The Weisfeld Group purchased the intellectual property of the bankrupt mall-based specialty store chain last month, and plans to revamp and restart the business early next year. The Weisfeld Group owns or co-owns the Fubu, Coogi and Drunknmunky labels, as well as Under Two Flags, Crown Holder and Willie Esco.
To help with the relaunch, the company hired Izzy Ezrailson, founder of the now-defunct Washington, D.C.-based Up Against the Wall store, as a consultant.
Bruce Weisfeld, managing director, said he heard about Metropark’s availability from Ezrailson, who served on the advisory board of the business when it was launched in 2004. “It was past the bidding deadline, but nobody had bid,” Weisfeld said. So the Weisfeld Group made an offer which was enough to cover the secured creditors, he said, and it was accepted.
The bankruptcy court judge overseeing the Metropark bankruptcy in White Plains, N.Y., approved the sale on Aug. 1. Strato Trading Group was the “stalking horse” bidder, and, according to the agreement on file with the bankruptcy court prior to the court-approved auction, the purchase price was a cash sum of $175,000.
The initial outlay for the intellectual property was marginal; the real investment comes now as Weisfeld Group staffs up with merchants and secures store locations. “The big expense is what we do with it, not the acquisition,” Weisfeld said.
The plan is to fill Metropark with cutting-edge, contemporary brands that don’t have a lot of exposure within malls and to open the first store by around April of next year.
“The clock is ticking, so we are trying to move The original concept for Metropark was to sell high-end branded apparel, trendy music and edgy art to Generation Y customers within a mall setting. It was founded by Orv Madden, who rose to fame as the originator of the Hot Topic specialty store chain, a business he founded in 1998. Madden retired from Hot Topic in 2000 and four years later launched Metropark, whose stores looked more like nightclubs than traditional retail stores and whose primary brands in its heyday included Rock & Republic, True Religion, Stussy and Crooks & Castles.
The chain met with initial success and in 2008, filed papers with the Securities and Exchange Commission to go public, but those plans were abandoned two years later. Metropark filed bankruptcy in May of this year and closed all 69 of its locations.
Izrailson believes Metropark met its demise because the chain expanded too quickly and didn’t have the marketing savvy to capitalize on the company’s success, which led to $100 million in sales in 2010.
Weisfeld said he was surprised the chain did not reorganize, speculating that management did not try to secure financing until it was too late.
Izrailson said 10 million people walked through the door of a Metropark store between January of 2010 and May of 2011, so the customer base exists. “Metropark had quite a following and a customer base. That’s valuable and we will use it.”
But the new Metropark will be a little different.
“If you’re single and you want to be edgier than J. Crew and sexier than Brooks Brothers, where do you go?” Izrailson asked. He said Metropark’s biggest competitor will be The Buckle, but Izrailson doesn’t believe there will be much overlap. “We intend to stick to the major markets,” he said.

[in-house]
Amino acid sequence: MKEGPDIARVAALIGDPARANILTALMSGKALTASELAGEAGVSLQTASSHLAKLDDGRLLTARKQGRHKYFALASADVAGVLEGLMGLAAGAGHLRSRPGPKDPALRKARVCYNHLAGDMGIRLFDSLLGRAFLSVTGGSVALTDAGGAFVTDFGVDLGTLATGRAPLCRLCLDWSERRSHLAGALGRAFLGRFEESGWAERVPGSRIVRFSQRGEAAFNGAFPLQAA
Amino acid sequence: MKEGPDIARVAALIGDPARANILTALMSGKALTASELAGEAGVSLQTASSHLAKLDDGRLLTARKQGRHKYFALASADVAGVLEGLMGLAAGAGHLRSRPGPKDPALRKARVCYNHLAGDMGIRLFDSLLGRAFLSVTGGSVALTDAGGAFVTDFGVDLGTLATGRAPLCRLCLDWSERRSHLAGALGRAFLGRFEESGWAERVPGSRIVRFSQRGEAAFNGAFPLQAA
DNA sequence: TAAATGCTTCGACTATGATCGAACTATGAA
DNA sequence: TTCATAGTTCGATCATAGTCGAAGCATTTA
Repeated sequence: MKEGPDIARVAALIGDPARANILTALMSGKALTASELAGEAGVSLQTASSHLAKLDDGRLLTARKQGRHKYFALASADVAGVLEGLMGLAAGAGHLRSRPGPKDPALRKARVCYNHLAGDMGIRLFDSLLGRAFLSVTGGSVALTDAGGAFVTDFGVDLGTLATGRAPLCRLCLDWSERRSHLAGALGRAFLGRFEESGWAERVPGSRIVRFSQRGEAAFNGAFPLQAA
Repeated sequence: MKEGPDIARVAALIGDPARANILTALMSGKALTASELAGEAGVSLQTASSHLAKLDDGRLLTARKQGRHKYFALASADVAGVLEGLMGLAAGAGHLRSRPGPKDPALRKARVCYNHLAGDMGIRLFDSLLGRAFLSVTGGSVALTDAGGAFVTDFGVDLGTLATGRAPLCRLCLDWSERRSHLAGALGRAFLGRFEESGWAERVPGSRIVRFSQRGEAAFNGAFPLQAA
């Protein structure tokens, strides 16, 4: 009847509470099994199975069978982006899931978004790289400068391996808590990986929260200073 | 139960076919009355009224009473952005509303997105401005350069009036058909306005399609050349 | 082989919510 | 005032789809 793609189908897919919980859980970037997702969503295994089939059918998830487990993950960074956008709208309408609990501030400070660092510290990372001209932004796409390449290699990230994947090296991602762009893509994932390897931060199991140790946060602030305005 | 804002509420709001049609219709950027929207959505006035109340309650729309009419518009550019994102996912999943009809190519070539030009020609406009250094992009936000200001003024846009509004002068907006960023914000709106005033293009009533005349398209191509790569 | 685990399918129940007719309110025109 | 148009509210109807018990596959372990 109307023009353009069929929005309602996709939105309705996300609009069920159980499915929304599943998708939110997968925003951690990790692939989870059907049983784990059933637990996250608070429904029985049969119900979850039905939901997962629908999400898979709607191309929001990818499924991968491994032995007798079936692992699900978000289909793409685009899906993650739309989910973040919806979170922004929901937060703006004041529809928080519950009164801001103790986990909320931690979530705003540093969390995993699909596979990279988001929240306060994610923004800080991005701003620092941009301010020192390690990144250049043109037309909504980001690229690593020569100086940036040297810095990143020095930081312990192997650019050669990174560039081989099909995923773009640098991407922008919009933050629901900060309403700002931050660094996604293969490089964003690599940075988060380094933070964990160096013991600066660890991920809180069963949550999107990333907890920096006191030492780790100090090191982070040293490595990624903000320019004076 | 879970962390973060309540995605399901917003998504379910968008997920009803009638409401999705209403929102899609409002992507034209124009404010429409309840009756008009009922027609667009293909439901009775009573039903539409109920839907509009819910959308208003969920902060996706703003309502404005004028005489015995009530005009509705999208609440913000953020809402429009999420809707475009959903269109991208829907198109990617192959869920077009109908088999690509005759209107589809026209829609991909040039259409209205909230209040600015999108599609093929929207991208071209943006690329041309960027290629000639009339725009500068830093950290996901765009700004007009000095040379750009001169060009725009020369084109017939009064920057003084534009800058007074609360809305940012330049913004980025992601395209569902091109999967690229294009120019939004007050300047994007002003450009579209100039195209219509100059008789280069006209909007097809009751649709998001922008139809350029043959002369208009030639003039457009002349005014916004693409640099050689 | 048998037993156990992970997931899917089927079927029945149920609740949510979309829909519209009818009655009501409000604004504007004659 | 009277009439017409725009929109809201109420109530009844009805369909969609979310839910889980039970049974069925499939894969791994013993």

He said the major mall players — American Eagle, Aéropostale, Hollister and Abercrombie & Fitch — “occupy the youth space,” attracting customers 13 to 21 years old. “We feel that customer has graduated. Our market range is 18 to 30, centering on 21 to 25. The lifestyle of the customer is happy hour. He’s interested in art, music and fashion. He likes to go to an eating and drinking establishment after work and have a good time. He’s a little dressed up, he reads Thrillist and is involved in Facebook. We’re developing a plan now for what that will look like.”
He said the new owners will stick to markets in which the former Metropark stores did best, such as Houston, Las Vegas and San Jose, Calif.
“They thought they could have 300 stores,” Izrailson said. “I think that’s too many.”
Weisfeld added: “We are looking at 10 stores to start and then move on from there. The mix will be 55 percent women’s and 45 percent men’s, down from 60-40, and there will also be a little less denim than in the past.”
“It won’t be as sexy as Bebe, but it’ll be what you wear to attract the opposite sex,” Izrailson said.
Harrods plans to remove the famous statue of Princess Diana and Dodi Al Fayed from the bottom of the Egyptian escalators and hand it back to Mohamed Al-Fayed. “We are very proud to have played our role in celebrating the lives of Diana, Princess of Wales and Dodi Al Fayed at Harrods and to have welcomed people from around the world to visit the memorial for the past 20 years,” said Michael Ward, Harrods managing director. “With the announcement of the new official memorial statue to Diana, Princess of Wales at Kensington Palace, we feel that the time is right to return this memorial to Mr. Al Fayed and for the public to be invited to pay their respects at the palace.” More on the news, with reporting by @loreleimarfil, at WWD.com. #wwdnews
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The fashion world mourns for celebrated street style photographer, Nabile Quenum, who died at age 32 in Paris.
Quenum, creator of the fashion blog “J’ai Perdu Ma Veste,” was a fashion week fixture, and regularly shot for New York magazine’s The Cut, among other outlets, and brands such as Louis Vuitton, Moncler and Adidas. He was also actively involved in the #NoFreePhotos initiative, which kicked off in the fall. Read more about Quenum in @kbsmoke's story on WWD.com. #wwdnews
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